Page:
Today’s blog entry is from Johanna C.  Johanna has been a member of Café RE since September 2023.   Sha has been an active and supportive member of her Café RE Blue group and our Café RE chats!


Playing The Tape Forward: A Foundation For My Sobriety

By:  Johanna C. (Café RE Blue)


Through the course of a sobriety journey, we’ve become accustomed to the concept of building a tool kit. Stacking together concepts, ideas, and ways of coping that don’t include alcohol as a way to navigate to a better life and get closer to our true selves. 


There are sobriety phrases, some albeit corny or even annoying. 


For me, it’s the “grateful alcoholic” identity (ps I am getting comfortable with the word grateful as it relates to my sobriety journey). There may be one (or more) that are uncomfortable or downright piss you off. One concept that I learned from Paul & the Recovery Elevator POD, that still to this day, 3 months in (today, November 18th), on an extended 3+year effort towards an AF life, is playing the tape forward. Episode 356: Play the Tape Forward. 



It’s not so much a phrase, but a tool, a strategy.


A mechanism through which we can move through our addiction and keep saying YES to an AF life. Despite our time away from alcohol, there are moments or even extended periods of time when we feel like a life with alcohol isn’t so bad, that we can moderate. The fear of missing out is too great and the loss of that idealistic, glamorized life with a fancy glass of wine, a craft beer or a seductive cocktail with fancy elixirs mixed in, is what we want. It’s what we think we need to be complete. 


Or when the stress and sadness are too much, and we want to retreat into our safe space of numbing, alcohol is ready to accept that familiar role. The reality is, that space is not safe. There is no trust. It’s downright dangerous.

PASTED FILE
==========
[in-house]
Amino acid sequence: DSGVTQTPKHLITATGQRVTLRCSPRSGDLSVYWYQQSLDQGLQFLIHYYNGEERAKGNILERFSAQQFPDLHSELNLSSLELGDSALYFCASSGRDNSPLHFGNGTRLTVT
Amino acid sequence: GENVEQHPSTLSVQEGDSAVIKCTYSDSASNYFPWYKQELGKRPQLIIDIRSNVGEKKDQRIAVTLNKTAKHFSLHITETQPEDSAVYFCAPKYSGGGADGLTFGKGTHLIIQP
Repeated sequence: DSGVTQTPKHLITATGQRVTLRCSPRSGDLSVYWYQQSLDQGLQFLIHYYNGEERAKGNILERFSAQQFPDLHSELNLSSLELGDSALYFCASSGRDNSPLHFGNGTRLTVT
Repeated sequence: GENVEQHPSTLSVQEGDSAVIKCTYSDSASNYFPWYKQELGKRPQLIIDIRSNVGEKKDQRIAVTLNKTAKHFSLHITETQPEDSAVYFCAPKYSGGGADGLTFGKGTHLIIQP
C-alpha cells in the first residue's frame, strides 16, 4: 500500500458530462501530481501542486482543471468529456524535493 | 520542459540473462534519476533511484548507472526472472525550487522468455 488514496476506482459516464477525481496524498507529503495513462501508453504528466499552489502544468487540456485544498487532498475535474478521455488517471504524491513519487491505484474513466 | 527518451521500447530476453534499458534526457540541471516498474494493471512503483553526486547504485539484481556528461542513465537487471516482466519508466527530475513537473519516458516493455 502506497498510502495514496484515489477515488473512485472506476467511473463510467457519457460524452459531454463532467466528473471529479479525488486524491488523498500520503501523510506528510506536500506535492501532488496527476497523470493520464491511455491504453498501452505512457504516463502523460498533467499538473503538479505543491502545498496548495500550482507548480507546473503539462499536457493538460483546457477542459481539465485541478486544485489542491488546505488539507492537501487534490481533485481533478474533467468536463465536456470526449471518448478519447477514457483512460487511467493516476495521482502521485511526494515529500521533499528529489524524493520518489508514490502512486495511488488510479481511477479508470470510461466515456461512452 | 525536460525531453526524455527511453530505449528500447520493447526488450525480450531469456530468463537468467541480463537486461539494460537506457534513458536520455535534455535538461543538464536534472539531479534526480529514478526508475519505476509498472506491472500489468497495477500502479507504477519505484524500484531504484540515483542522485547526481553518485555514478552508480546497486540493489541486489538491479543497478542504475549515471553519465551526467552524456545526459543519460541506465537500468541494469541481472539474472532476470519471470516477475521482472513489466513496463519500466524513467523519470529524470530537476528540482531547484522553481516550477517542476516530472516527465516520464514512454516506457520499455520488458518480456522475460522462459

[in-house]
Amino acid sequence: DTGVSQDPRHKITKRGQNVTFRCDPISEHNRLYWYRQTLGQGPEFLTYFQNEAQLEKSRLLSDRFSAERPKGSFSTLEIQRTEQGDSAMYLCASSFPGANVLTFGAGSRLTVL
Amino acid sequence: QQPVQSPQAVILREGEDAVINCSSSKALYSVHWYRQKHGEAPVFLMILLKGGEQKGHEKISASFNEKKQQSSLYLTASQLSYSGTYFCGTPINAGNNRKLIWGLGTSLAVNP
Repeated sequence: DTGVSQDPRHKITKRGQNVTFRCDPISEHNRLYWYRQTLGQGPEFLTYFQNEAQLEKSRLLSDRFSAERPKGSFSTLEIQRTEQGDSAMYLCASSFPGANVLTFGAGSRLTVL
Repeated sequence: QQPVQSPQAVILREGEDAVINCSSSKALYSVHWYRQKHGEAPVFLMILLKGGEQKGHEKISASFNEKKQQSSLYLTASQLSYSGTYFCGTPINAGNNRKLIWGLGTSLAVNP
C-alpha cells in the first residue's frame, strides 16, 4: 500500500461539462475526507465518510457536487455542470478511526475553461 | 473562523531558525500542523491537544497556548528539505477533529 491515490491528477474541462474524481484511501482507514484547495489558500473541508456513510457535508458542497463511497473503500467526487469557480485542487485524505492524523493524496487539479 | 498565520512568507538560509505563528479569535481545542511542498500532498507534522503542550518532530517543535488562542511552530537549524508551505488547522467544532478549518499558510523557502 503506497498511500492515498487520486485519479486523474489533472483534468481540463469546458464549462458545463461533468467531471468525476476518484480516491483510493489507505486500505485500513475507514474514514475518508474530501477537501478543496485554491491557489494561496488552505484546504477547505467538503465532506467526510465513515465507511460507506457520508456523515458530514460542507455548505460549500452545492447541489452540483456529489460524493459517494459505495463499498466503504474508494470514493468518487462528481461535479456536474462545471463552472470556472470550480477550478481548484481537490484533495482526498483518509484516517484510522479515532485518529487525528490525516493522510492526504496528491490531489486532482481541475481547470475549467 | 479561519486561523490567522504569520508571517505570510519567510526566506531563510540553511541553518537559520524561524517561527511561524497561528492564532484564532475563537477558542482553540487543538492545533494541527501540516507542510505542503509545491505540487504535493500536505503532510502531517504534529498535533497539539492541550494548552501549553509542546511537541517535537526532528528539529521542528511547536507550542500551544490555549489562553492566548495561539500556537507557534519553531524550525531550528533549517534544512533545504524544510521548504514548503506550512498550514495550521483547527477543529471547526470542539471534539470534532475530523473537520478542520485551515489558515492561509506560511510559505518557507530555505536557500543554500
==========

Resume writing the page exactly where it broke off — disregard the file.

And for those of us who have taken a step into the other side, regardless of sobriety time, see it. And the challenge now is to make it stick somehow. So…when we play the tape forward of what that life was like, it’s meant to stop us in our tracks and remember. Remember that all too familiar audio and visual representation of who we are when we’re drinking. The choices I made, the sick feeling I would feel, the events I would miss, the friends I would disappoint, the depression that would consume me – the list goes on. 


When we’re in it, we can’t see it. 


Of course, we experience and feel the booming headaches, the continuous, all-day nausea, the puffy face, the bloodshot eyes, the inner shame and fuzzy recollections of what occurred the night(s) prior.  I’ve come to realize, there is a strong sense of culture that paints that picture as an expected way of life. 


That it’s somehow funny to blackout.


Waking up not knowing what you did last night and that when we promise we’ll never drink again, it’s quite fine when we reach for the wine and wine glass the next weekend when happy hour hits. Social media is a breeding ground for insidious shit like that. We feel all of it and it sucks. But in the depths of alcohol and its tendrils that permeate every part of our being, when we’re using, it prevents any of us from seeing the other side. I’ve learned, in many ways, it’s chemically impossible. 


What playing the tape forward does is remind me. It grounds me. It calms me, in some way. For some, it terrifies them. It terrified me early on. It felt like there was too much to lose. 


Some of us feel like we would let our communities down.